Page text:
With this, my first post on Forbes.com, I am pleased to become part of an exemplary team that includes former colleagues from True/Slant, and new colleagues who I am fortunate to work alongside. Thanks for having me.
I'd like to begin with an observation, one with which I am certain many will agree: rude people are not fun to be around. Seems self evident enough, yes? Being rude is a categorically negative behavior by most standards, and to suggest otherwise–that is, to mount a defense of rudeness–would be a really strange thing to do.
As it turns out, psychology research is often at its best when it endorses positions that at first glance seem awfully strange. The sandbox I like playing in the most is exactly where these odd and sometimes aberrant findings surface. Cognitive science, including the many shades of psychology and neuroscience, does a fantastic job of ripping at the cloth of conventional assumptions and making us rethink behaviors we'd otherwise not give a second thought.
And so it is with rudeness, because while most of us deplore it, new research suggests that we also see it as a sign of power. A study published in the journal Social Psychological and Personality Science indicates that the ruder someone acts, the more convinced observers become that he or she is powerful, and therefore does not have to respect the same rules the rest of us bow to.
In one of the experiments, study participants read about a visitor to an office who marched in and poured himself a cup of "employee only" coffee without asking. In another case they read about a bookkeeper that flagrantly bent accounting rules. Participants rated the rule breakers as more in control and powerful compared to people who didn't steal the coffee or break accounting rules.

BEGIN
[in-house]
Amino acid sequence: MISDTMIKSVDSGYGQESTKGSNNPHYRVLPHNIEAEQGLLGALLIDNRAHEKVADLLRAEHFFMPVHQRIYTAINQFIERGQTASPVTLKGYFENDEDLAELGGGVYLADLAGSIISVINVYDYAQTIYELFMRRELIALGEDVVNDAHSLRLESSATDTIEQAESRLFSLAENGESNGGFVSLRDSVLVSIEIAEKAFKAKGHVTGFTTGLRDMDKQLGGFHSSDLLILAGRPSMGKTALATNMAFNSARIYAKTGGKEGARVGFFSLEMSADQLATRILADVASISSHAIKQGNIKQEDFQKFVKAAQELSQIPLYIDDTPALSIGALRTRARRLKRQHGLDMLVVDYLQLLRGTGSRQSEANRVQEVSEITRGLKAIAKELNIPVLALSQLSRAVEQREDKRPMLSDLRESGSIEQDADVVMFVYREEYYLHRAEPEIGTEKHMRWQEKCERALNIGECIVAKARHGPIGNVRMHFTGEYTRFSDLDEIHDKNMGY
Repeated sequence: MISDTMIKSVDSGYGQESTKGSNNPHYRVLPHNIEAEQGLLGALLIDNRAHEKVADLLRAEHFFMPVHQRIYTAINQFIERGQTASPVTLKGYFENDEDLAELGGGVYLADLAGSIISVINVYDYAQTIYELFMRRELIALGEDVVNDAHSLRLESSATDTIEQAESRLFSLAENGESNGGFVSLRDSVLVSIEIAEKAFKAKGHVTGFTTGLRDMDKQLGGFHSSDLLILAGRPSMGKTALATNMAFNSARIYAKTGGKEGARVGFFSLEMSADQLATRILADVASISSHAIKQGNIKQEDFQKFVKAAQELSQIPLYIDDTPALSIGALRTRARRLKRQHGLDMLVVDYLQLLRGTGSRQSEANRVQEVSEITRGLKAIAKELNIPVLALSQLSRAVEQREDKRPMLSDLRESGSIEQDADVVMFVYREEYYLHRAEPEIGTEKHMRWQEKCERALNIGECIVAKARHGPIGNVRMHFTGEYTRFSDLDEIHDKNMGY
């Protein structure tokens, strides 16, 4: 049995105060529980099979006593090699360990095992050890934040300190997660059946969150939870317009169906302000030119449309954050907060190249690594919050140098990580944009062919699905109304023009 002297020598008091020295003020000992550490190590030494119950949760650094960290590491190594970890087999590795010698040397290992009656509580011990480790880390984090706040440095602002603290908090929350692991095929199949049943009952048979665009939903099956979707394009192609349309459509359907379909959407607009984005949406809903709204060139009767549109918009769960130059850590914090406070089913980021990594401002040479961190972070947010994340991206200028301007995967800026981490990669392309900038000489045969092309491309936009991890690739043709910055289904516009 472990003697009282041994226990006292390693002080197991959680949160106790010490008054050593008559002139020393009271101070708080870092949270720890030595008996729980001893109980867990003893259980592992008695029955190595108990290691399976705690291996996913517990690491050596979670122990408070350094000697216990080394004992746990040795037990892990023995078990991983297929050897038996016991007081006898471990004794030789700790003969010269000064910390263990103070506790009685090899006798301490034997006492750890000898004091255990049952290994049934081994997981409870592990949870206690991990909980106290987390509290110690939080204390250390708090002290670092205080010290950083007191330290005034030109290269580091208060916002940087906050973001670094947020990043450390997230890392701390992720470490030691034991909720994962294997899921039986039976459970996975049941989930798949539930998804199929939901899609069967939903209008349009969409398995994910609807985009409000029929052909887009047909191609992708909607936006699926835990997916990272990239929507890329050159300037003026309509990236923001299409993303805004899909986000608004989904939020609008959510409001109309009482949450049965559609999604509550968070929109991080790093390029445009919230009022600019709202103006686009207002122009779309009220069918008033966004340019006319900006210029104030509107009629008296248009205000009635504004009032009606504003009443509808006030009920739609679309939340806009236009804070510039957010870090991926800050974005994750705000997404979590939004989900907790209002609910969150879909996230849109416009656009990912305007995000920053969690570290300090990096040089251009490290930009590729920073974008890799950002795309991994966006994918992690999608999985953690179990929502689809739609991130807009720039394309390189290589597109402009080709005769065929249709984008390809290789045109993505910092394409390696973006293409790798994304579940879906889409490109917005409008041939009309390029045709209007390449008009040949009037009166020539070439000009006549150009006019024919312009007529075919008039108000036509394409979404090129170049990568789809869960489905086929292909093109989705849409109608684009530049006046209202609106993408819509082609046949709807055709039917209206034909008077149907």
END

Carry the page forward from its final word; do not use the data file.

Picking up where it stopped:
In another experiment participants watched a video of a man at a sidewalk café put his feet on another chair, tap cigarette ashes on the ground and rudely order a meal. Participants rated the man as more likely to "get to make decisions" and able to "get people to listen to what he says" than participants who saw a video of the same man behaving politely.
What this study appears to indicate is that violating norms is viewed by others as a sign of power, even if the observers would otherwise judge those violations as rude or flatly wrong. Considering many of the public personalities we venerate, these findings make a lot of sense, though I would like to see a follow on study that examines observer perceptions when the rude rule breakers are caught. Perhaps it's less the rudeness and corruption we admire, and more the ability to get away with it that intrigues us. Maybe we're just a little smitten with the charisma of villainy.
Thanks to David DiSalvo / Blogs Forbes